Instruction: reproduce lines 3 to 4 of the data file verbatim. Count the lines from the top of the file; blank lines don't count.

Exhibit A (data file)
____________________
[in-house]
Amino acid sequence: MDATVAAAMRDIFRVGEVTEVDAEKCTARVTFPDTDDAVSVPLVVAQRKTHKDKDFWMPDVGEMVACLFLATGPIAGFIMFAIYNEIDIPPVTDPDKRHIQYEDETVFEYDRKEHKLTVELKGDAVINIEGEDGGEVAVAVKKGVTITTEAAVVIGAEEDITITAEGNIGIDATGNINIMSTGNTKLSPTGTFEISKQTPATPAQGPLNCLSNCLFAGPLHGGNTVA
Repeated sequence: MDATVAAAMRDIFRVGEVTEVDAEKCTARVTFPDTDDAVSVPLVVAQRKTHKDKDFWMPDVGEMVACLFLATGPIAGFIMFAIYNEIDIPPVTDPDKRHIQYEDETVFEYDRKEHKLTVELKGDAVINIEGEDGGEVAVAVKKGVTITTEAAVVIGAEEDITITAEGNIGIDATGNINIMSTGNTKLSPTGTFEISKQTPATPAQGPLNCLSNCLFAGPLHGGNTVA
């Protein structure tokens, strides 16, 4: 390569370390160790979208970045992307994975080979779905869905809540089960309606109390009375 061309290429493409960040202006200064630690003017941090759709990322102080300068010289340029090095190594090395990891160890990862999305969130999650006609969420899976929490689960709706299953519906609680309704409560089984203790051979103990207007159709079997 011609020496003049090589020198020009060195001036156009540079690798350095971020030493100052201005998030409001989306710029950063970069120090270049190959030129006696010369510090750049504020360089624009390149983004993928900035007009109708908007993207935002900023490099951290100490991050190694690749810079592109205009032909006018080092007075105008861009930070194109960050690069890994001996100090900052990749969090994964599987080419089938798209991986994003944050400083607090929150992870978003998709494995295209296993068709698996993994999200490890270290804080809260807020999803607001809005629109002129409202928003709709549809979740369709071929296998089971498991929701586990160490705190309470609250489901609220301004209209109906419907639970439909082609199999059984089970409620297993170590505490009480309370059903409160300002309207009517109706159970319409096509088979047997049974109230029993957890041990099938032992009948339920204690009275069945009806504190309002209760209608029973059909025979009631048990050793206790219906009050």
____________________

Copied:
Repeated sequence: MDATVAAAMRDIFRVGEVTEVDAEKCTARVTFPDTDDAVSVPLVVAQRKTHKDKDFWMPDVGEMVACLFLATGPIAGFIMFAIYNEIDIPPVTDPDKRHIQYEDETVFEYDRKEHKLTVELKGDAVINIEGEDGGEVAVAVKKGVTITTEAAVVIGAEEDITITAEGNIGIDATGNINIMSTGNTKLSPTGTFEISKQTPATPAQGPLNCLSNCLFAGPLHGGNTVA
């Protein structure tokens, strides 16, 4: 390569370390160790979208970045992307994975080979779905869905809540089960309606109390009375 061309290429493409960040202006200064630690003017941090759709990322102080300068010289340029090095190594090395990891160890990862999305969130999650006609969420899976929490689960709706299953519906609680309704409560089984203790051979103990207007159709079997 011609020496003049090589020198020009060195001036156009540079690798350095971020030493100052201005998030409001989306710029950063970069120090270049190959030129006696010369510090750049504020360089624009390149983004993928900035007009109708908007993207935002900023490099951290100490991050190694690749810079592109205009032909006018080092007075105008861009930070194109960050690069890994001996100090900052990749969090994964599987080419089938798209991986994003944050400083607090929150992870978003998709494995295209296993068709698996993994999200490890270290804080809260807020999803607001809005629109002129409202928003709709549809979740369709071929296998089971498991929701586990160490705190309470609250489901609220301004209209109906419907639970439909082609199999059984089970409620297993170590505490009480309370059903409160300002309207009517109706159970319409096509088979047997049974109230029993957890041990099938032992009948339920204690009275069945009806504190309002209760209608029973059909025979009631048990050793206790219906009050």